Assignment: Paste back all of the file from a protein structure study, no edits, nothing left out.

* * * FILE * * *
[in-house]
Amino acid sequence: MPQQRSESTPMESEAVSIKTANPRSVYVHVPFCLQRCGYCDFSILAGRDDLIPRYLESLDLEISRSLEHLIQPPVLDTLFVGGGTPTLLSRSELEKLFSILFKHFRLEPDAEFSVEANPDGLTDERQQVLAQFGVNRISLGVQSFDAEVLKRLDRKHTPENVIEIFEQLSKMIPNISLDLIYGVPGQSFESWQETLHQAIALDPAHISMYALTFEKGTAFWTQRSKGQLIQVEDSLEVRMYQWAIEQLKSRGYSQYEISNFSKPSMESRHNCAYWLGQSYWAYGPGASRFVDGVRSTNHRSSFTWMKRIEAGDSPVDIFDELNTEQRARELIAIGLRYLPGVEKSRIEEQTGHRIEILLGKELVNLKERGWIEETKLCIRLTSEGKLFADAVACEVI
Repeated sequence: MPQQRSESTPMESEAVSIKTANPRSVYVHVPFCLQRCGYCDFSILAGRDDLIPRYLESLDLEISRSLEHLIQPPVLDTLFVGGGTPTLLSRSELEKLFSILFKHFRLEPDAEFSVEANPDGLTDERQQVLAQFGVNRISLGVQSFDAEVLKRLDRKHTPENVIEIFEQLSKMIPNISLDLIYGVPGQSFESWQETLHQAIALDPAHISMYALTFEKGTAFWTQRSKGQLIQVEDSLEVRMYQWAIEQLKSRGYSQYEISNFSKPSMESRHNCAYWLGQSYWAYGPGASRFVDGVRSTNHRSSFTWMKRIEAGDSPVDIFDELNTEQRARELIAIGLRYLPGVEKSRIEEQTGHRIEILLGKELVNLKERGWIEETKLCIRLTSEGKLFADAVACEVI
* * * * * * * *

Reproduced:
[in-house]
Amino acid sequence: MPQQRSESTPMESEAVSIKTANPRSVYVHVPFCLQRCGYCDFSILAGRDDLIPRYLESLDLEISRSLEHLIQPPVLDTLFVGGGTPTLLSRSELEKLFSILFKHFRLEPDAEFSVEANPDGLTDERQQVLAQFGVNRISLGVQSFDAEVLKRLDRKHTPENVIEIFEQLSKMIPNISLDLIYGVPGQSFESWQETLHQAIALDPAHISMYALTFEKGTAFWTQRSKGQLIQVEDSLEVRMYQWAIEQLKSRGYSQYEISNFSKPSMESRHNCAYWLGQSYWAYGPGASRFVDGVRSTNHRSSFTWMKRIEAGDSPVDIFDELNTEQRARELIAIGLRYLPGVEKSRIEEQTGHRIEILLGKELVNLKERGWIEETKLCIRLTSEGKLFADAVACEVI
Repeated sequence: MPQQRSESTPMESEAVSIKTANPRSVYVHVPFCLQRCGYCDFSILAGRDDLIPRYLESLDLEISRSLEHLIQPPVLDTLFVGGGTPTLLSRSELEKLFSILFKHFRLEPDAEFSVEANPDGLTDERQQVLAQFGVNRISLGVQSFDAEVLKRLDRKHTPENVIEIFEQLSKMIPNISLDLIYGVPGQSFESWQETLHQAIALDPAHISMYALTFEKGTAFWTQRSKGQLIQVEDSLEVRMYQWAIEQLKSRGYSQYEISNFSKPSMESRHNCAYWLGQSYWAYGPGASRFVDGVRSTNHRSSFTWMKRIEAGDSPVDIFDELNTEQRARELIAIGLRYLPGVEKSRIEEQTGHRIEILLGKELVNLKERGWIEETKLCIRLTSEGKLFADAVACEVI